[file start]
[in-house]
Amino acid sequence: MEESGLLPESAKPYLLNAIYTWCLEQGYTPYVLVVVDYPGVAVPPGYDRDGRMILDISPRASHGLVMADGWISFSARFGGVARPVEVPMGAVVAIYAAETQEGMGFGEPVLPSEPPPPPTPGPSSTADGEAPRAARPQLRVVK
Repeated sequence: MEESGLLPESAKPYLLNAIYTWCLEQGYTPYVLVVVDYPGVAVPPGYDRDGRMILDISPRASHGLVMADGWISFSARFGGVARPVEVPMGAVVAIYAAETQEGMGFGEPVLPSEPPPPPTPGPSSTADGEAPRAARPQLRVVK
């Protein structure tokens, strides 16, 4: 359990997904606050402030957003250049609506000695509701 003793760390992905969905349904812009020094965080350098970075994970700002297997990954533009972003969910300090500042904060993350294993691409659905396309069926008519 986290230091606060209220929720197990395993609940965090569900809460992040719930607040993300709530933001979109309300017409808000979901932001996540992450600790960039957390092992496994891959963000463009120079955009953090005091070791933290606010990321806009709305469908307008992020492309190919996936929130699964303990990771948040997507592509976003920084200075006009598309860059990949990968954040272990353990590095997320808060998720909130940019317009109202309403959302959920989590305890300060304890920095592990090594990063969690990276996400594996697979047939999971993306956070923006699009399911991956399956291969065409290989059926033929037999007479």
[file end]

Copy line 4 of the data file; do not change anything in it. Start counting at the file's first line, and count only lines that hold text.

């Protein structure tokens, strides 16, 4: 359990997904606050402030957003250049609506000695509701 003793760390992905969905349904812009020094965080350098970075994970700002297997990954533009972003969910300090500042904060993350294993691409659905396309069926008519 986290230091606060209220929720197990395993609940965090569900809460992040719930607040993300709530933001979109309300017409808000979901932001996540992450600790960039957390092992496994891959963000463009120079955009953090005091070791933290606010990321806009709305469908307008992020492309190919996936929130699964303990990771948040997507592509976003920084200075006009598309860059990949990968954040272990353990590095997320808060998720909130940019317009109202309403959302959920989590305890300060304890920095592990090594990063969690990276996400594996697979047939999971993306956070923006699009399911991956399956291969065409290989059926033929037999007479």